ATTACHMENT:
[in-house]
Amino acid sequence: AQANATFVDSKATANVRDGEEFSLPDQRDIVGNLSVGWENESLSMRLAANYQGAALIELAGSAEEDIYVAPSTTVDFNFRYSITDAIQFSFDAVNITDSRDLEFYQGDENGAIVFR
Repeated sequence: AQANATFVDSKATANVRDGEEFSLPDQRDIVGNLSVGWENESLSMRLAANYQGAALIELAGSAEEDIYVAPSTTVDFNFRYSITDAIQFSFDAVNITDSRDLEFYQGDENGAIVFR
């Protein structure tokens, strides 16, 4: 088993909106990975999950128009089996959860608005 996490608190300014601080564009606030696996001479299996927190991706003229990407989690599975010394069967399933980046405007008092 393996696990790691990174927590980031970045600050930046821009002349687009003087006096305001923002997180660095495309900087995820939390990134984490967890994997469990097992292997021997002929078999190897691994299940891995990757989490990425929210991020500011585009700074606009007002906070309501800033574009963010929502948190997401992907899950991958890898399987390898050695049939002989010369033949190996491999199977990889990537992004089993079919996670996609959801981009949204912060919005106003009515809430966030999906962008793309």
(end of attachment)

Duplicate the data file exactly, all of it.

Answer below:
[in-house]
Amino acid sequence: AQANATFVDSKATANVRDGEEFSLPDQRDIVGNLSVGWENESLSMRLAANYQGAALIELAGSAEEDIYVAPSTTVDFNFRYSITDAIQFSFDAVNITDSRDLEFYQGDENGAIVFR
Repeated sequence: AQANATFVDSKATANVRDGEEFSLPDQRDIVGNLSVGWENESLSMRLAANYQGAALIELAGSAEEDIYVAPSTTVDFNFRYSITDAIQFSFDAVNITDSRDLEFYQGDENGAIVFR
């Protein structure tokens, strides 16, 4: 088993909106990975999950128009089996959860608005 996490608190300014601080564009606030696996001479299996927190991706003229990407989690599975010394069967399933980046405007008092 393996696990790691990174927590980031970045600050930046821009002349687009003087006096305001923002997180660095495309900087995820939390990134984490967890994997469990097992292997021997002929078999190897691994299940891995990757989490990425929210991020500011585009700074606009007002906070309501800033574009963010929502948190997401992907899950991958890898399987390898050695049939002989010369033949190996491999199977990889990537992004089993079919996670996609959801981009949204912060919005106003009515809430966030999906962008793309």